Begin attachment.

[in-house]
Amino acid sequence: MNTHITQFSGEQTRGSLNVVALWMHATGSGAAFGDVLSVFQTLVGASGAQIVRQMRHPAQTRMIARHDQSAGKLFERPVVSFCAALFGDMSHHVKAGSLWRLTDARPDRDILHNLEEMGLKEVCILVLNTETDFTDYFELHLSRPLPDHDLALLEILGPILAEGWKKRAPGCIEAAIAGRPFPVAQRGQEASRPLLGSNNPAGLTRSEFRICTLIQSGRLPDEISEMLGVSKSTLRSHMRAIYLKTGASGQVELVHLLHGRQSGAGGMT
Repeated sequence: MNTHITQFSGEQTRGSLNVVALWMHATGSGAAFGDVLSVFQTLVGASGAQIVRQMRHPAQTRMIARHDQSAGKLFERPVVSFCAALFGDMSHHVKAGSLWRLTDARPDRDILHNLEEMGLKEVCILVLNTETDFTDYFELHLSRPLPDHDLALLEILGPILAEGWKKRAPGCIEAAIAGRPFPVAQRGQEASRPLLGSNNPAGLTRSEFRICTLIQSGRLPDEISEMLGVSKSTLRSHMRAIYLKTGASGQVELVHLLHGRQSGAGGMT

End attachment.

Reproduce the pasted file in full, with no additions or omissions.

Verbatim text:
[in-house]
Amino acid sequence: MNTHITQFSGEQTRGSLNVVALWMHATGSGAAFGDVLSVFQTLVGASGAQIVRQMRHPAQTRMIARHDQSAGKLFERPVVSFCAALFGDMSHHVKAGSLWRLTDARPDRDILHNLEEMGLKEVCILVLNTETDFTDYFELHLSRPLPDHDLALLEILGPILAEGWKKRAPGCIEAAIAGRPFPVAQRGQEASRPLLGSNNPAGLTRSEFRICTLIQSGRLPDEISEMLGVSKSTLRSHMRAIYLKTGASGQVELVHLLHGRQSGAGGMT
Repeated sequence: MNTHITQFSGEQTRGSLNVVALWMHATGSGAAFGDVLSVFQTLVGASGAQIVRQMRHPAQTRMIARHDQSAGKLFERPVVSFCAALFGDMSHHVKAGSLWRLTDARPDRDILHNLEEMGLKEVCILVLNTETDFTDYFELHLSRPLPDHDLALLEILGPILAEGWKKRAPGCIEAAIAGRPFPVAQRGQEASRPLLGSNNPAGLTRSEFRICTLIQSGRLPDEISEMLGVSKSTLRSHMRAIYLKTGASGQVELVHLLHGRQSGAGGMT